Title:
Optical projector with beam monitor including sensing intensity of beam pattern not projected toward an object
United States Patent 8829406


Abstract:
Optical apparatus includes a device package, with a radiation source contained in the package and configured to emit a beam of coherent radiation. A diffractive optical element (DOE) is mounted in the package so as to receive and diffract the radiation from the radiation source into a predefined pattern comprising multiple diffraction orders. An optical detector is positioned in the package so as to receive and sense an intensity of a selected diffraction order of the DOE.



Inventors:
Akerman, Ronen (Modi'in, IL)
Voschina, Dudu (Hod Hasharon, IL)
Galezer, Niv (Tel Aviv, IL)
Arieli, Yoed (D.N Hamovil, IL)
Segev, Tomer (Jerusalem, IL)
Mor, Zafrir (Ein Habsor, IL)
Shpunt, Alexander (Tel Aviv, IL)
Application Number:
13/936234
Publication Date:
09/09/2014
Filing Date:
07/08/2013
Assignee:
Primesense Ltd. (Tel Aviv, IL)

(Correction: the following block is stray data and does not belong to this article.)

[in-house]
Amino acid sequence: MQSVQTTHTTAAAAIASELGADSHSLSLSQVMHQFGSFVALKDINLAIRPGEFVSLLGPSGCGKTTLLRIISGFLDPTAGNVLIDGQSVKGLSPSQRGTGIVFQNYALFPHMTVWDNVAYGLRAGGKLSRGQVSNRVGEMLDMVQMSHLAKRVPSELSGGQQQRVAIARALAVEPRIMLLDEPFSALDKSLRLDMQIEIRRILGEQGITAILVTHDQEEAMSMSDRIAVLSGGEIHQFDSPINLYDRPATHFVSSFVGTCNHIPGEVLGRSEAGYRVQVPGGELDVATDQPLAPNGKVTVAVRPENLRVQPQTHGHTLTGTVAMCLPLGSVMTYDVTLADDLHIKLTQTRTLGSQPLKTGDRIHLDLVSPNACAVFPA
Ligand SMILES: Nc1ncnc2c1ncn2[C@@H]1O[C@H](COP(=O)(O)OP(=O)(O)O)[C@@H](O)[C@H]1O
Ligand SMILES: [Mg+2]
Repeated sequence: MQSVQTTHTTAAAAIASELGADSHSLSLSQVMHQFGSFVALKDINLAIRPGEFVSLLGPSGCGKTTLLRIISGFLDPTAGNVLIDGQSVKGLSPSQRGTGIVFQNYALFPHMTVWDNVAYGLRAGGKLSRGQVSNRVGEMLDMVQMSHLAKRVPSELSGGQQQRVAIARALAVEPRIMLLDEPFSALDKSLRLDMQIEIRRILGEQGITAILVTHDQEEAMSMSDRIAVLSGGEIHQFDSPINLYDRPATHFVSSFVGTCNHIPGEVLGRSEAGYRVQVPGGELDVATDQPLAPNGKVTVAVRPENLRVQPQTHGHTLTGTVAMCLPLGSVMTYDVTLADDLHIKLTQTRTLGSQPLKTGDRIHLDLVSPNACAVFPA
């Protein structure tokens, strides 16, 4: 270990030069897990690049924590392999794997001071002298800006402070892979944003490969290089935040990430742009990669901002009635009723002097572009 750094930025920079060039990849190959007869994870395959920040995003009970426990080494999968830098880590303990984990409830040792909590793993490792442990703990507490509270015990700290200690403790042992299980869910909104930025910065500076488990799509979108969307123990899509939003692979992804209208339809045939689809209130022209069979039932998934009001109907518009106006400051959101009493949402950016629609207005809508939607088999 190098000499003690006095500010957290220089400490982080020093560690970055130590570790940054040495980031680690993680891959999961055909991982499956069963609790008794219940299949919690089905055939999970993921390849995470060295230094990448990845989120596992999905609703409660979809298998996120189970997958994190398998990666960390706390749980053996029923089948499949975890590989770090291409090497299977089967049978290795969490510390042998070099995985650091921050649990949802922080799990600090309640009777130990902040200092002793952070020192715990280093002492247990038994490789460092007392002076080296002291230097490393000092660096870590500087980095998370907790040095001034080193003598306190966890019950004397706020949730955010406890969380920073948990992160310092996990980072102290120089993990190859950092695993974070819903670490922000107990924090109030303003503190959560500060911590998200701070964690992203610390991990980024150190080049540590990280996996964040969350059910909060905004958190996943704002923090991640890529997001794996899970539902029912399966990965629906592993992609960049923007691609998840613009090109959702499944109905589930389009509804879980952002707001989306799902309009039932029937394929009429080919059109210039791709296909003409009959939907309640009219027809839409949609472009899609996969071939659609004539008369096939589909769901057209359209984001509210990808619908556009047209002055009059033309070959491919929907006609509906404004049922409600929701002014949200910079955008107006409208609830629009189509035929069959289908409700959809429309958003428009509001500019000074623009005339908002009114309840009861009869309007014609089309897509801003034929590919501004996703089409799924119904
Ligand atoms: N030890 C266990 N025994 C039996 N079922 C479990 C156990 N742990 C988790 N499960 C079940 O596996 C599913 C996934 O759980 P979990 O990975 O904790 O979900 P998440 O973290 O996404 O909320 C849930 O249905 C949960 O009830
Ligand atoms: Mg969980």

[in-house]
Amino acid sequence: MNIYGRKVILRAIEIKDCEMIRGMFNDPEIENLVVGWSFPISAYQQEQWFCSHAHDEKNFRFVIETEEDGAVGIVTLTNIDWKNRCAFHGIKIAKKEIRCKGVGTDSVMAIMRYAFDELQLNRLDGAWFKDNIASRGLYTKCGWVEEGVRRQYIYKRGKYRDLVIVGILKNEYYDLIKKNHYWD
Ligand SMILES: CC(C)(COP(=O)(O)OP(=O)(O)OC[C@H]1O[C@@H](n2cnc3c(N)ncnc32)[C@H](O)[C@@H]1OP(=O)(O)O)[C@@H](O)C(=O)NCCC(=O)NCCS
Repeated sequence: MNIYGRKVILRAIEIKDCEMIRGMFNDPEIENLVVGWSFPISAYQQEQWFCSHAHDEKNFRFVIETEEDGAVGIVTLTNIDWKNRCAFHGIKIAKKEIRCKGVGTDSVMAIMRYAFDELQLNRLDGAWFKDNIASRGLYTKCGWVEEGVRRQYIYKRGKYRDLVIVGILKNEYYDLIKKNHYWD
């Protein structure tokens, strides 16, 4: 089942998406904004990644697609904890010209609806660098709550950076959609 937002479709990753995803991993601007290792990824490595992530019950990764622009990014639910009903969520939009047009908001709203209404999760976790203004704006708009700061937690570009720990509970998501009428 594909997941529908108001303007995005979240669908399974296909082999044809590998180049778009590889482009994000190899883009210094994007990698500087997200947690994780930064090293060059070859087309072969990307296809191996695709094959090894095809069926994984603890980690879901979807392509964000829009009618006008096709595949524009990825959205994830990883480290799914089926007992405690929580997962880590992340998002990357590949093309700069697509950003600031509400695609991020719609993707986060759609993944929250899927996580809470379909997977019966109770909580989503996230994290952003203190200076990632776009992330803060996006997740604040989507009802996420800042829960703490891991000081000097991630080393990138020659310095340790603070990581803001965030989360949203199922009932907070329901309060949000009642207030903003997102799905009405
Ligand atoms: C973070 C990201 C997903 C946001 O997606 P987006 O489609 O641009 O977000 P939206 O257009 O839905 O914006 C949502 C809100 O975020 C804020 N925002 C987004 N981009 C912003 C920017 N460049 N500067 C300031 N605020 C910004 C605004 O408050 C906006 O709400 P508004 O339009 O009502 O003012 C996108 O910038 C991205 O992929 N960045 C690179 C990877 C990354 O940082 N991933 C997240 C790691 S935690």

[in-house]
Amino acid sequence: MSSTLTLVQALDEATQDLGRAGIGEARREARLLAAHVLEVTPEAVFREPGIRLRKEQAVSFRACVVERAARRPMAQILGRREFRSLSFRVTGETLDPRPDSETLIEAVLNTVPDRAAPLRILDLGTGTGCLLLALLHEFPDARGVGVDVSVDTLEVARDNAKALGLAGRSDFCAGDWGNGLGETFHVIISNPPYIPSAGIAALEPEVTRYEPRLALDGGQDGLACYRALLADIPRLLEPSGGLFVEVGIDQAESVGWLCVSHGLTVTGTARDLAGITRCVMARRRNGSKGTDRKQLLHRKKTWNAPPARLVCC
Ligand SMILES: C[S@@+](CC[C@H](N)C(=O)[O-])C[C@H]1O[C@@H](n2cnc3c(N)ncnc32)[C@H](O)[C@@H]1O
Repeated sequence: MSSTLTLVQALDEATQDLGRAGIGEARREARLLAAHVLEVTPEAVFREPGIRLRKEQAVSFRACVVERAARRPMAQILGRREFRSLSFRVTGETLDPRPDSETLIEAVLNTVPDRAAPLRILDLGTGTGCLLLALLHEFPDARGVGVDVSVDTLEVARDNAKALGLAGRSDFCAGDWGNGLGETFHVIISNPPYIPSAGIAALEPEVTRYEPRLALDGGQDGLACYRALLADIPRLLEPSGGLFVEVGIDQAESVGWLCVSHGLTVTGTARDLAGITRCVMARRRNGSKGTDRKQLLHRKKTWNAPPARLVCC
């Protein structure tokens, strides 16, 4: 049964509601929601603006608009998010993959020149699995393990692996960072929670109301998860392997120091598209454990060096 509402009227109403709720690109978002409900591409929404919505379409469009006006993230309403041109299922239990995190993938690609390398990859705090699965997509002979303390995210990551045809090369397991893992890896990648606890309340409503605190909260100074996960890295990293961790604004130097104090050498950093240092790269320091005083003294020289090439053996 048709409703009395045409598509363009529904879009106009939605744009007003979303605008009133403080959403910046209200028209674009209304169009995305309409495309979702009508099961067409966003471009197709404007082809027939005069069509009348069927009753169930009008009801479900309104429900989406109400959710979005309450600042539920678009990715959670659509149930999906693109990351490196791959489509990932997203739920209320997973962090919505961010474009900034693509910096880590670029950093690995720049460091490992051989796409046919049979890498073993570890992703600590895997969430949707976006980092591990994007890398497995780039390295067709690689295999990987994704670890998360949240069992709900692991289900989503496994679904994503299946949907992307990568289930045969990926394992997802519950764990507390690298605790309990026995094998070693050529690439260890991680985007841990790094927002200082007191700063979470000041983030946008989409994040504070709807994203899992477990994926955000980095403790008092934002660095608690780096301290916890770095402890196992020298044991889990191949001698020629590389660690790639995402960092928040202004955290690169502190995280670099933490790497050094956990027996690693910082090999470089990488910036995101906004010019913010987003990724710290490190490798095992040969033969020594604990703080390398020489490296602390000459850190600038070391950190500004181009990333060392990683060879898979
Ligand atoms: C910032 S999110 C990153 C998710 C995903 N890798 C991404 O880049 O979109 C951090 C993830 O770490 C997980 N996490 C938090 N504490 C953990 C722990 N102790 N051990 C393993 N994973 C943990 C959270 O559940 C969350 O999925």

Primary Class:
Other Classes:
250/551
International Classes:
G01J1/32
Field of Search:
250/205, 250/551, 250/239, 250/221, 250/208.1, 250/214.1, 369/44, 369/112.07
View Patent Images:



Foreign References:
JP2008300106A2008-12-11LIGHTING SYSTEM, PROJECTOR, AND MONITOR DEVICE
JP2011118178A2011-06-16MEMS OPTICAL SCANNER
WO2007105205A22007-09-20THREE-DIMENSIONAL SENSING USING SPECKLE PATTERNS
Other References:
U.S. Appl. No. 12/330,766 Office Action dated Jul. 16, 2013.
International Application PCT/IB2013/051986 Search Report dated Jul. 30, 2013.
U.S. Appl. No. 13/008,042 Office Action dated Jul. 15, 2013.
U.S. Appl. No. 13/567,095 Office Action dated Oct. 1, 2013.